Stuffing the bill with enough incentives that GOP lawmakers simply can’t say no is certainly one strategy Republicans could take as they head to conference. But there’s some room for things to go wrong if too many extra provisions open the door to too many differences of opinion – an idea punctuated by moderate Republicans’ skepticism over the Arctic drilling provisions.
The House Freedom Caucus, meanwhile, provided its own example of what could go wrong for the GOP on Monday night, when a group of more than a dozen Republican lawmakers withheld their vote to send tax talks to conference – a vote that was considered to be merely a formality but instead threatened to stop the overhaul process in its tracks.
That vote-stalling is believed to have been motivated more by ongoing government funding deliberations than by tax discussions. But with a busy few weeks left in the year, lawmakers could potentially complicate tax discussions as they jostle for position in unrelated legislative priorities.
In less than a month, Congress will need to sort out a government funding bill, an extension of the Child Health Insurance program and a legislative fix to a program that provided protections to some young people brought to the country illegally as children – all while they attempt to send a tax package to President Donald Trump’s desk by Christmas.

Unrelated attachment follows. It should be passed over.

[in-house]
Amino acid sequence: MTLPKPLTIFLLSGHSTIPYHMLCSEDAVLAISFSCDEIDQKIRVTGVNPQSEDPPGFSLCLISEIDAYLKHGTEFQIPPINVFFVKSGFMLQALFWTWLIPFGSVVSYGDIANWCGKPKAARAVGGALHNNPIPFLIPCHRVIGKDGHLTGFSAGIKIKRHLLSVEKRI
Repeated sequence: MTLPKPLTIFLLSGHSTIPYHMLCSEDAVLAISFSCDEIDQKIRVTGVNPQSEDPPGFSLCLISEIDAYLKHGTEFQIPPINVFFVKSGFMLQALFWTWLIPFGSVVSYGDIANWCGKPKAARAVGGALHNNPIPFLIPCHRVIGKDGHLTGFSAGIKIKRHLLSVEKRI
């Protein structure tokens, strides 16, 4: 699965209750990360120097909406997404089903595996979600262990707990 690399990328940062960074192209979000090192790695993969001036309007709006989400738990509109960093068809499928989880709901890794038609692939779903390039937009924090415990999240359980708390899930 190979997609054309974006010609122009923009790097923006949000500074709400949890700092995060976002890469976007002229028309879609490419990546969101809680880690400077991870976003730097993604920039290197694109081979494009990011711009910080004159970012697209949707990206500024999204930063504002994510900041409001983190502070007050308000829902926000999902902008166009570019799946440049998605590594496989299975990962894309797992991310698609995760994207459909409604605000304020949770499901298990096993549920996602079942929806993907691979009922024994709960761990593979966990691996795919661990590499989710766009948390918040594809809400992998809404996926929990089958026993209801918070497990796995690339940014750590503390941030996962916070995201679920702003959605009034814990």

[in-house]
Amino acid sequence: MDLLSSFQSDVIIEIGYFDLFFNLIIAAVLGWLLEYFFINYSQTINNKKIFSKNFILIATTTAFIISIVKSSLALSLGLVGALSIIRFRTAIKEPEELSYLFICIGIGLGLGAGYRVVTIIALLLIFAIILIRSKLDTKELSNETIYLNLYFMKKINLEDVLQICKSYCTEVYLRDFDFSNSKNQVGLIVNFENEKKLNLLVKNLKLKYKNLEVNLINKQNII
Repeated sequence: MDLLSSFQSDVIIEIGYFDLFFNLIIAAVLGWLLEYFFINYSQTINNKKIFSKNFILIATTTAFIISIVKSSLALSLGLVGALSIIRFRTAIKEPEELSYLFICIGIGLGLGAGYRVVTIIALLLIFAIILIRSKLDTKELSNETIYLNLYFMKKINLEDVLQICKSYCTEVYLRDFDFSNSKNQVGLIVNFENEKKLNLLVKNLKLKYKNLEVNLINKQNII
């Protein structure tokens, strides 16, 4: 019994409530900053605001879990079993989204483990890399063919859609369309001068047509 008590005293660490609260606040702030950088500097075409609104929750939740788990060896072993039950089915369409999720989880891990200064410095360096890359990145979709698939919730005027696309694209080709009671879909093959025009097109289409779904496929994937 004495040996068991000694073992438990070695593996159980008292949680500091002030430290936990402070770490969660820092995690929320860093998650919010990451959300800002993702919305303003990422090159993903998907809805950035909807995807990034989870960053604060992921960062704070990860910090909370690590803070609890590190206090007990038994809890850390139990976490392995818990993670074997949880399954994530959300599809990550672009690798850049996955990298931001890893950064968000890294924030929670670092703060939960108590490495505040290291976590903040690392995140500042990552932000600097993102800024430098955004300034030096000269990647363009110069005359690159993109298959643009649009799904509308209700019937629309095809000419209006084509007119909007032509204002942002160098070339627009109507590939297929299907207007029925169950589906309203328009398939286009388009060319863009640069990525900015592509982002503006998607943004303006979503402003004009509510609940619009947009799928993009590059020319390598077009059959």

And the GOP only managed to work a bill through the Senate by a narrow 51-49 margin on its first go-around. Things could still go awry if Republican senators aren’t pleased with changes made in conference – especially considering some “yes” votes haven’t exactly been giving glowing endorsements of their bill in recent days.
Sen. Ron Johnson, R-Wis., along with Collins and Sen. Jeff Flake, R-Ariz., are among a handful of Republicans who agreed to push a tax bill through the Senate if their demands were met. GOP conferees have the unfortunate task of walking a narrow line between meeting their colleagues’ expectations and packing too many potential differences into an already massive undertaking.
“Am I going to vote for the final tax package? Well, my evaluation is, ‘Is it better than where we currently are?’ It’s not a very high bar quite honestly,” Johnson said at an entrepreneurs’ conference Tuesday. “So as much as I don’t like this tax package, as much as it’s not the way I would have done it, at least we are making American businesses more competitive, and that economic growth … will be very stimulative.”